The Reserve Bank of India (RBI) on Friday stressed on the importance of dynamic or expected loan loss provisioning in order to maintain financial stability. “Dynamic or expected loan loss provisioning can contribute to financial stability by recognising the losses early in the cycle at the time of loan origination by building up buffers in good times that can be used in bad times, thereby limiting the consequences during a downturn,” said RBI executive director B Mahapatra.
According to Mahapatra, “While there is no guarantee that dynamic provisions will be enough to cope with all the credit losses of a downturn and therefore may not tame credit cycles by itself, the time has come for forward looking provisions which when properly calibrated can act as a dependable macro-prudential policy instrument, to hedge against risks in banks’ balance sheets thereby enhancing the resilience of both individual banks as well as banking system as a whole.”
Dynamic provisioning is a tool that certainly deserves attention from policy makers and regulators for it distributes the loan losses evenly over the credit cycle and so applies the breaks on an important source of pro-cyclicality in banking, Mahapatra said.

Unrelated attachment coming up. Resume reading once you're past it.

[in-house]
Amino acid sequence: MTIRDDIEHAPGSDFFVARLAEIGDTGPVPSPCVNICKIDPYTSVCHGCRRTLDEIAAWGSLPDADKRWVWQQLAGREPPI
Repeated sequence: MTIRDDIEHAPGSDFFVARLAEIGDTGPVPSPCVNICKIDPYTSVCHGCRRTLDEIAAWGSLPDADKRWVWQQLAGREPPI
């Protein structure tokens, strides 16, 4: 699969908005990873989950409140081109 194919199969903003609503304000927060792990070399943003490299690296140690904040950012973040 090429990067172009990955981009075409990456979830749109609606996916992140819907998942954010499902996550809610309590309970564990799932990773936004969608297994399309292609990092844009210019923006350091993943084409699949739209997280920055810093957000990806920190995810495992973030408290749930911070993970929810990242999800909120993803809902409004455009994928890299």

RBI in March had published a discussion paper on introduction of dynamic provisioning framework for comments from all the stakeholders.
According to the current regulations, the Indian banks make two types of provisions which include general provisions on standard assets and specific provisions on Non Performing Assets (NPAs). RBI has proposed to introduce dynamic provisioning for the banks to address procyclicality of capital and provisioning, RBI had then said “after the financial crisis, efforts at international level are being made to introduce countercyclical capital and provisioning buffers and it has accordingly prepared discussion paper on countercyclical provisioning framework with parameters calibrated based on credit history of Indian banks.”
Mahapatra added that: “In December 2009, a minimum Provisioning Coverage Ratio (PCR) was introduced by RBI to ensure build up of provisioning buffer when banks in general were making good profits. However, the same was intended to be an interim measure till the time any comprehensive scientific study based on credit history of our banks was attempted by RBI and till the time it comes with countercyclical provisioning framework.”